This goal is achieved through the use of a collection of liquidity pools. Liquidity providers contribute to Uniswap pools by locking assets into a smart contract, For example, Uniswap’s DAI/ETH liquidity pool consists of equal values of DAI and ETH deposits. 

In exchange for maintaining liquidity, providers are rewarded with a portion of the trading fees, along with newly minted UNI cryptocurrency. Liquidity is essential to Uniswap’s operations, as users sell and buy cryptocurrencies from the liquidity, swapping out one token for another. 

UNI is the native token of the Uniswap protocol, and it entitles holders to governance rights, which means that UNI holders can vote on changes or propose changes to the protocol.

Uniswap v3

The technology behind Uniswap has seen multiple iterations so far. The most recent update for the protocol was Uniswap v3. One of the most significant changes with Uniswap v3 is related to capital efficiency. 

Like most automated market makers (AMMs), Uniswap was capital inefficient in the sense that most of the funds sitting in liquidity pools are not being used at a given moment. To combat this, liquidity providers can now set custom price ranges for which they want to provide liquidity. This change should lead to more concentrated liquidity in the price range that most trading activity happens. 

Aave

Aave is an Ethereum-based money market where users can lend and borrow a variety of digital assets, from stablecoins to altcoins. The Aave protocol is governed by AAVE (the native governance token of the Aave protocol) holders.

To be more precise, Aave is an algorithmic money market, meaning loans are obtained from pools instead of being individually matched to a lender. The interest rate fluctuates depending on the utilization rate of the assets in a pool. If almost all the assets in a pool are used, the interest rate will increase to entice liquidity providers to deposit more capital. Conversely, if few assets are used, the interest rate charged will crease to entice borrowing. 

Aave also enables users to take loans out in a different cryptocurrency. Because of the inherent volatility of cryptocurrencies, Aave includes a liquidation process. If the collateral you provide falls under the collateralization ratio specified by the Aave protocol, your collateral may be liquidated. As a result, you need to understand the risks of depositing funds into Aave before using the protocol.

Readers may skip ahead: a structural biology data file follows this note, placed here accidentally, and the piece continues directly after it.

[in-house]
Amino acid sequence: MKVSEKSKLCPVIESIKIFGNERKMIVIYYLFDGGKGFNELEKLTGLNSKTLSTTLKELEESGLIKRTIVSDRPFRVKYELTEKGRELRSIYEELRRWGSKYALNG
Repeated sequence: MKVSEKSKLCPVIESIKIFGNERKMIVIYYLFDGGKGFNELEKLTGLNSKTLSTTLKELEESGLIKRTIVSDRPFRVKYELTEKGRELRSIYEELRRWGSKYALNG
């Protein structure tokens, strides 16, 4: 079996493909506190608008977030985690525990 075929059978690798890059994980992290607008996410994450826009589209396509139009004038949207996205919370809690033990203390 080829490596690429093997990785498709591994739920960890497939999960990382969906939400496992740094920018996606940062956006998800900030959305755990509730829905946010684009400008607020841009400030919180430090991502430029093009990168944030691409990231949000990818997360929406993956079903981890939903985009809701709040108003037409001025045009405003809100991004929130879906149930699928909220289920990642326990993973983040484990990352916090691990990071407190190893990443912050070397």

Looking ahead, Aave plans to expand beyond money markets by allowing users to obtain flash loans. There is often much more liquidity in Aave’s money-market than loans required by borrowers. The underutilized capital can be used by those that take flash loans. Flash loans allow users to borrow a large amount of money without posting collateral, then return the loan within the same transaction. 

Pros and Cons of DeFi

Benefits of DeFi

  • Flexible: Users can move their assets anywhere at any time without asking for permission, paying expensive fees or waiting for long transfers to finish.
  • Pseudonymous: You don’t need to provide your legal name, email address or any personal information.
  • Open: DeFi is accessible; you don’t need to apply or open an account. You get access by creating a wallet.
  • Transparent: Everyone involved can see the full set of transactions. 

Drawbacks of DeFi

  • Scalability: DeFi projects encounter formidable difficulties in the scalability of the host blockchain.
  • Uncertainty: In the event of instability in a blockchain hosting a DeFi project, the project could automatically inherit instability from the host blockchain.
  • Concerns of liquidity: DeFi has far less liquidity than traditional financial systems.
  • Shared responsibility: DeFi projects do not take responsibility for your mistakes; without intermediaries, users have to take responsibility for their funds and assets.

What Is the Future of DeFi?

With Web3 on the horizon and sidechain and Layer 2 scaling solutions like Arbitrum, Optimism and ZK-Sync growing, DeFi projects on Ethereum should have ample opportunity to showcase their utility and make a strong comeback. Moreover, many blue chip DeFi projects such as Chainlink have proven to be oscillators in terms of their ETH trading pairs, meaning that as long as investors can weather the storm, a reversal should happen sometime in the future. 

The potential of DeFi is boundless, limited only by the imagination and execution of blockchain developers. A few growing trends to watch include: algorithmic stablecoins, synetic securities, self-repaying loans, the monetization of blockchain gaming, surging DEX and AMM volume and improved cross-chain technology.

Overall, while more people are using DeFi applications, it’s difficult to say whether DeFi will go mainstream any time soon. DeFi technology is experimental, new and isn’t without serious problems such as scalability. If developers can continue to rectify these problems, as exemplified by the impending Ethereum Merge, the potential behind this expansive financial ecosystem is boundless. If you want to take part, be sure to understand not only the rewards but the risks before getting started.